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UN chief warns nuclear waste could be leaking into the Pacific

Cracks in a 40-year-old nuclear 'coffin' are raising concern.
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GIFF JOHNSON via Getty Images

A UN chief is concerned that a Cold War-era nuclear 'coffin' could be leaking radioactive material into the Pacific. The concerns are both alarming and oddly similar to the plot of Shin Godzilla -- including the part about it being the US's fault.

According to Phys.org, the structure in question is on Enewetak atoll in the Marshall Islands -- where the US conducted 67 nuclear weapons tests between 1946 and 1958. The tests included the Castle Bravo hydrogen bomb, which was reportedly about 1,000 times bigger than the atomic bomb dropped on Hiroshima. In the late 70s, waste from those tests was dumped into a crater and capped with a concrete dome 18 inches thick. That was intended to be a temporary solution, so the bottom of the crater was never lined.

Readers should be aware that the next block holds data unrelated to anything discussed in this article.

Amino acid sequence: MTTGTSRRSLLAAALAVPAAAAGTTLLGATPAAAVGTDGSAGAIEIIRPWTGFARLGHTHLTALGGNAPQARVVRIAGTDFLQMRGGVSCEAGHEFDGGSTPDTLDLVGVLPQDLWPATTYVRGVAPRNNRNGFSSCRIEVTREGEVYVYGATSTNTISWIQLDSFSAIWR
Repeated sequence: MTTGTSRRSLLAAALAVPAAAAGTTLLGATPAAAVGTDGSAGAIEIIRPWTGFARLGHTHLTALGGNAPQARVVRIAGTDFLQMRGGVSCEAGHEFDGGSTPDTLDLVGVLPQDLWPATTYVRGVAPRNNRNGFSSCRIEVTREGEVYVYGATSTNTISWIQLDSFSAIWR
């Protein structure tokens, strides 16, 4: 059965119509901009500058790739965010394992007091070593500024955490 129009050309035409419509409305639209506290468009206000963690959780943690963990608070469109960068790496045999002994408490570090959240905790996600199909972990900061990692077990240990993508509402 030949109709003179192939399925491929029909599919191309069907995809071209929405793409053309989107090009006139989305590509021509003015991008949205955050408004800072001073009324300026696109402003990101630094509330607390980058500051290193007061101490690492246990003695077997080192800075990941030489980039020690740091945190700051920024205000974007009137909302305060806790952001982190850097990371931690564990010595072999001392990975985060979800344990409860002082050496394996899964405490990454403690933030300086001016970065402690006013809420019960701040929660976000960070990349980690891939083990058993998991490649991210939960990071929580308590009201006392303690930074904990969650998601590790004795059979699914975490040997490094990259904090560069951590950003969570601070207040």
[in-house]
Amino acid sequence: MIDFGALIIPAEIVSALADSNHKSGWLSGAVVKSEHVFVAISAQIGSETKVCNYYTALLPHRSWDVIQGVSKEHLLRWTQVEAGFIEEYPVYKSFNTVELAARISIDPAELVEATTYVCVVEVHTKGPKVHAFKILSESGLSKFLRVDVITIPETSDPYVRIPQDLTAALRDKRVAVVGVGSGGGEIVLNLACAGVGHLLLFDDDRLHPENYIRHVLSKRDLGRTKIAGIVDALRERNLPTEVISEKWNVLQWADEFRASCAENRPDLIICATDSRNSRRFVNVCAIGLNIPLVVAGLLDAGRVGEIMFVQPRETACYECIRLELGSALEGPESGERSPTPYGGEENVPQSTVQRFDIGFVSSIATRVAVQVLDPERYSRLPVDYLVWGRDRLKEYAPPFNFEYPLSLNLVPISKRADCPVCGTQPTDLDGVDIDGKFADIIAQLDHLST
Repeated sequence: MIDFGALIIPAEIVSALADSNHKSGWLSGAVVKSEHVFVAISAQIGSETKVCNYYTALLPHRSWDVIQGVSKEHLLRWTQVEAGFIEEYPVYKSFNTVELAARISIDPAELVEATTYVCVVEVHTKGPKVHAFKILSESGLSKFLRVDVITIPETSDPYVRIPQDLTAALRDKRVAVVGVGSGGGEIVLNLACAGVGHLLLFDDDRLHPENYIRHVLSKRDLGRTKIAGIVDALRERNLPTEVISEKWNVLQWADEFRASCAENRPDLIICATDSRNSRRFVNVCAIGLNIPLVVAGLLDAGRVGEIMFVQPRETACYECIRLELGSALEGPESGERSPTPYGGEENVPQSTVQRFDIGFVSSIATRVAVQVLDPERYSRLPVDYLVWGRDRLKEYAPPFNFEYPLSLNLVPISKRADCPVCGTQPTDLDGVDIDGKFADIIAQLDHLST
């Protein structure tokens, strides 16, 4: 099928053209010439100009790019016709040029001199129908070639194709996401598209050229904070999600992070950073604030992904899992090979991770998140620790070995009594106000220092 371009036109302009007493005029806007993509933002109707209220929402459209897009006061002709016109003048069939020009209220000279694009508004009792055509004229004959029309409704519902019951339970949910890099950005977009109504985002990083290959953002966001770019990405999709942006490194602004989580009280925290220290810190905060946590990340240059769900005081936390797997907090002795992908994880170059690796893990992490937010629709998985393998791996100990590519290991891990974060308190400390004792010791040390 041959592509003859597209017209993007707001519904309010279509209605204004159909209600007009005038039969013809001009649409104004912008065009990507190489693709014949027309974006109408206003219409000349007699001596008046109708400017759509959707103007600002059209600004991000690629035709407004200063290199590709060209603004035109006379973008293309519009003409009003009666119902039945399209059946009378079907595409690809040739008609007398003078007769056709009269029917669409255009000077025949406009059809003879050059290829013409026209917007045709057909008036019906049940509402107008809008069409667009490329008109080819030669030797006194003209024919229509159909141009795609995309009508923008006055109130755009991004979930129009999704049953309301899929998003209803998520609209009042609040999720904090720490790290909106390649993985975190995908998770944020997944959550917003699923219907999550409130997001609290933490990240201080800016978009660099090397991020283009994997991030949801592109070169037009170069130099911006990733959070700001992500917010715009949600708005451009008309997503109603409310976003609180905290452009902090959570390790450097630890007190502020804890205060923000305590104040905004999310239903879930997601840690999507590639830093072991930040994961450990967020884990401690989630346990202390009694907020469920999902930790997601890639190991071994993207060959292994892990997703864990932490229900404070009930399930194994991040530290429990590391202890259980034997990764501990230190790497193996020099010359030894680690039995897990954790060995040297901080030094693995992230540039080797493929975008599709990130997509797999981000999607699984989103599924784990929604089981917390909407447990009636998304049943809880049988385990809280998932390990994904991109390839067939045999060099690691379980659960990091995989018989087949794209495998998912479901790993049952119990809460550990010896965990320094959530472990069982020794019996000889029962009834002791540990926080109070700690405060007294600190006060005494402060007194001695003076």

Now, UN Secretary General António Guterres and Marshall Islands President Hilda Heine fear nuclear waste could be leaking from the pit. They're also concerned about cracks in the concrete, which they worry could break apart if hit by a tropical cyclone. Guterres says the Pacific's nuclear history needs to be addressed -- hopefully he'll be taken more seriously than Shin Godzilla's Goro Maki, who warned of impending trouble but went unheard.

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